Should you overpay your mortgage?

Overpaying can reduce the time it takes for you to repay your mortgage and also means you will be charged less in interest
overpaying your mortgage

WE LOOK AT THE ADVANTAGES AND DISADVANTAGES OF MAKING MORTGAGE OVERPAYMENTS

Depending on the type of mortgage you have the mortgage balance may or may not change during the course of each year. With an interest only loan the balance will not change but with a repayment mortgage each monthly payments will cause the debt to reduce.

If your introductory deal has finished and you are paying your lender’s standard variable rate (SVR), you can usually overpay your mortgage by as much as you want.

Most lenders allow you to pay 10% of your mortgage balance as an overpayment per year even if you’re still in your introductory fixed, tracker or discount period.

However, the 10% rule is not universal.

But there are also downsides to be aware of.

Some lenders may penalise those who try to overpay. The amount you pay as a penalty will vary between mortgage deals.

WHY SHOULD YOU OVERPAY YOUR MORTGAGE?

There are several great reasons to make overpayments:

TO REPAY THE MORTGAGE SOONER

The faster you can repay the amount you borrowed, the sooner you’ll be debt-free. Many people dream of being mortgage-free and living without the burden of the monthly repayments.

TO PAY LESS INTEREST

Because interest accumulates over time, the total you pay in interest increases the longer you have the loan. So, repaying more quickly also reduces the total amount you repay, in most situations.

TO MAKE THE BEST USE OF YOUR MONEY

Interest rates are currently very low, meaning that most savings accounts may offer very little growth. If you have spare money, or have just received a windfall, you may be looking for a smarter way to use that money. Some of your options are: shopping around for a better interest rate, making a lump sum contribution to your pension, or making an overpayment on your mortgage.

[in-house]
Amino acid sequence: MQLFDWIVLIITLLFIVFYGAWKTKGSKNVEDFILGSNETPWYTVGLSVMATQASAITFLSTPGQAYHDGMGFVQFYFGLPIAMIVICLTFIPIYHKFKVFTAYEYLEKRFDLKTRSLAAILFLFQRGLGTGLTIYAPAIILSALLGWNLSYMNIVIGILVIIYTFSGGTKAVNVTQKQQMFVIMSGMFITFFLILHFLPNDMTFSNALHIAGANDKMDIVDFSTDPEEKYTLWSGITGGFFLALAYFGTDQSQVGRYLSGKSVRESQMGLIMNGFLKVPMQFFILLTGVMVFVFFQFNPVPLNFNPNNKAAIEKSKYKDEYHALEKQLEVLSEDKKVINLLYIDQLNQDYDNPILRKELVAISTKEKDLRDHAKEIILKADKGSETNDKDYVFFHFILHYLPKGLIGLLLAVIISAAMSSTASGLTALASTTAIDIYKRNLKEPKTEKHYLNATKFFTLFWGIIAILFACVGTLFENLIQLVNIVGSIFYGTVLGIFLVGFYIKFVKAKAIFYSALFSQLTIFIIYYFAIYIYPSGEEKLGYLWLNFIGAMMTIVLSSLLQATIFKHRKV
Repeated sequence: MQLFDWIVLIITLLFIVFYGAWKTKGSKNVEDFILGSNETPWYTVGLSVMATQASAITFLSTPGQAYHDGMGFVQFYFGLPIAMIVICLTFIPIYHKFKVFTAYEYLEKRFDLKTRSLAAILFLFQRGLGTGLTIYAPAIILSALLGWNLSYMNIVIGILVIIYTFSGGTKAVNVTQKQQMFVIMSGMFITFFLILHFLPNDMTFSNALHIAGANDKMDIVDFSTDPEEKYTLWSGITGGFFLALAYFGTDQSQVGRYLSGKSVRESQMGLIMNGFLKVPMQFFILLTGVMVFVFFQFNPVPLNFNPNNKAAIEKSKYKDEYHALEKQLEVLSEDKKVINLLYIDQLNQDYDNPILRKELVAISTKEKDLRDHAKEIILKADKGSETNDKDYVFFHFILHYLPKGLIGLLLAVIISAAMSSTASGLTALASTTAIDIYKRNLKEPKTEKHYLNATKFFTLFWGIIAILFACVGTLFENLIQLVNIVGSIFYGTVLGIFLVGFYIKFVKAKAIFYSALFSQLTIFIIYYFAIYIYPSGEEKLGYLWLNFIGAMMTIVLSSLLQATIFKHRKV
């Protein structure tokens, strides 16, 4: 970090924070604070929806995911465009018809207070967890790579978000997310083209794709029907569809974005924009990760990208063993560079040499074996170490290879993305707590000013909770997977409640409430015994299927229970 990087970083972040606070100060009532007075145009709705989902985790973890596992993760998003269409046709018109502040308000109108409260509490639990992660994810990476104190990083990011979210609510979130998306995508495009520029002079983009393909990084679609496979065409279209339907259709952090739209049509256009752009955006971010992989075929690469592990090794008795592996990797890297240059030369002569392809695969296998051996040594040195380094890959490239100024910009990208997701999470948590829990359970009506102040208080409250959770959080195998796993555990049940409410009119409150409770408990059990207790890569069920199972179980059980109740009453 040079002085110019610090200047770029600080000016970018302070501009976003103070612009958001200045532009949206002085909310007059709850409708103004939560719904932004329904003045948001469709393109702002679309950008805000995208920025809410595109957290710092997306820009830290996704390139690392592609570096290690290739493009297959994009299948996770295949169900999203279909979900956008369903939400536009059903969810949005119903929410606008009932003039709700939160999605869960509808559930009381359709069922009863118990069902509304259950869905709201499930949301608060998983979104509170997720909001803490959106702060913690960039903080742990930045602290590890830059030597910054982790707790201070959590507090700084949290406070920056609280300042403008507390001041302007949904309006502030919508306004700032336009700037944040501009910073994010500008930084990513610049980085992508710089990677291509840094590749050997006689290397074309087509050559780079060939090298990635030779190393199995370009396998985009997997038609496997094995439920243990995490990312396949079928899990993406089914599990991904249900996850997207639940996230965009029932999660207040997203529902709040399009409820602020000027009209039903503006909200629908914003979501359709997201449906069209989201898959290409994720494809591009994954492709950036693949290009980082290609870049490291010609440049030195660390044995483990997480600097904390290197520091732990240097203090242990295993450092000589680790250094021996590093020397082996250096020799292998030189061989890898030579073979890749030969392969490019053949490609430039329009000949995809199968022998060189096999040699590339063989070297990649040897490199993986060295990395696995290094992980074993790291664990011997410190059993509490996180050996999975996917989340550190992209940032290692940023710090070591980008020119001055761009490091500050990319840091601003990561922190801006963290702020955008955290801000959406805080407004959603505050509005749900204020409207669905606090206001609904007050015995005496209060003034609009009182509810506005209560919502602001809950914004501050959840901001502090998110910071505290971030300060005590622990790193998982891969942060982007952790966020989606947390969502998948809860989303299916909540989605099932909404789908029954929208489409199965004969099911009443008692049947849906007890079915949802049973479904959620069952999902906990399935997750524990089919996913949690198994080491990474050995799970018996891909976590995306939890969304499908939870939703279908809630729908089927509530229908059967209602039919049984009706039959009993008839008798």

WHEN SHOULD YOU NOT OVERPAY YOUR MORTGAGE?

There are a number of reasons to think twice before making overpayments:

WHILE YOU’RE IN AN INTRODUCTORY PERIOD

Often, mortgage providers will charge you a penalty for making overpayments while you’re in the introductory period of your mortgage (for example, a two-year fixed rate). So, it’s less certain that you’ll benefit financially from making an overpayment, and you’ll need to check and make some calculations first.

IF YOU’VE ALREADY MADE OVERPAYMENTS THIS YEAR

Usually, mortgage providers will have a cap on how much you can overpay in a year. Making overpayments above this amount can result in financial penalties, potentially costing you thousands of pounds.

WHEN YOU HAVE HIGHER PRIORITY DEBTS

Your mortgage repayments are likely to be among your highest monthly outgoings, but you may have other, higher interest debts to service. When you are considering which to pay off first, this is a more important factor. So, if you have high interest credit cards and unsecured debts look at reducing those before making mortgage overpayments.

IF YOU DON’T HAVE ENOUGH SAVINGS

While your cash savings may not be growing much right now, it is still important to have some cash set aside for emergencies, especially as we’re living in unpredictable times. So, if your total savings would cover less than three to six months’ worth of living costs, it might be more sensible to hold onto them rather than overpay.

Save money by overpaying your mortgage

HOW DO YOU MAKE MORTGAGE OVERPAYMENTS?

Check first with your mortgage provider to see how much you can overpay without additional fees.

Most lenders have an annual limit of 10% of the remaining balance, but yours could be more or less than that. You’ll also want to check how your interest is calculated, so you can make your overpayment at the right time.

Sometimes your mortgage interest is calculated daily, in which case you’ll want to make the overpayment as soon as possible, for maximum benefit. In other cases, the interest is calculated monthly or annually. Usually, you can choose whether to make a lump-sum overpayment (best if you’ve had a windfall) or to pay a little more some months (best if you have extra money from overtime or commission).

When you make extra mortgage payments you need to decide what happens to your future monthly payments. As your mortgage will reduce more quickly, your payments need adjusting as the mortgage balance is lower than planned for when you first applied. So, you can choose to have a lower mortgage payment, and keep the same mortgage term, or keep the mortgage payment the same and pay the mortgage off sooner than planned.

Speak to your mortgage lender to confirm what options exist.

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